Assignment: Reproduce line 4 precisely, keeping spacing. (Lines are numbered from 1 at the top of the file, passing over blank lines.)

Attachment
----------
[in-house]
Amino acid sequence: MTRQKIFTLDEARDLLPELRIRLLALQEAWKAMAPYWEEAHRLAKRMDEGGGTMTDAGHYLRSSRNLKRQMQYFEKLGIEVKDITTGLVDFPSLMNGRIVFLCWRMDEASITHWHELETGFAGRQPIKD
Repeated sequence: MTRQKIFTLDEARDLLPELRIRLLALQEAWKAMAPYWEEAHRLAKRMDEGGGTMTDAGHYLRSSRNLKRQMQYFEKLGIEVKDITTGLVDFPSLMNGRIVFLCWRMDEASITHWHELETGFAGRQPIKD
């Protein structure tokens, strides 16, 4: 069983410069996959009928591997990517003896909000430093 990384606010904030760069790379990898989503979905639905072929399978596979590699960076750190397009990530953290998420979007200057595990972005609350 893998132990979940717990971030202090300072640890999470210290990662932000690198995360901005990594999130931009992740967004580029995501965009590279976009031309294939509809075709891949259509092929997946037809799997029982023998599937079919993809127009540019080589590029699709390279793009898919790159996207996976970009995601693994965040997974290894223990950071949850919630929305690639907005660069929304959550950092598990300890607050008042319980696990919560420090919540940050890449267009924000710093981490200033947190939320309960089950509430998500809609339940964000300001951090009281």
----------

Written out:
């Protein structure tokens, strides 16, 4: 069983410069996959009928591997990517003896909000430093 990384606010904030760069790379990898989503979905639905072929399978596979590699960076750190397009990530953290998420979007200057595990972005609350 893998132990979940717990971030202090300072640890999470210290990662932000690198995360901005990594999130931009992740967004580029995501965009590279976009031309294939509809075709891949259509092929997946037809799997029982023998599937079919993809127009540019080589590029699709390279793009898919790159996207996976970009995601693994965040997974290894223990950071949850919630929305690639907005660069929304959550950092598990300890607050008042319980696990919560420090919540940050890449267009924000710093981490200033947190939320309960089950509430998500809609339940964000300001951090009281």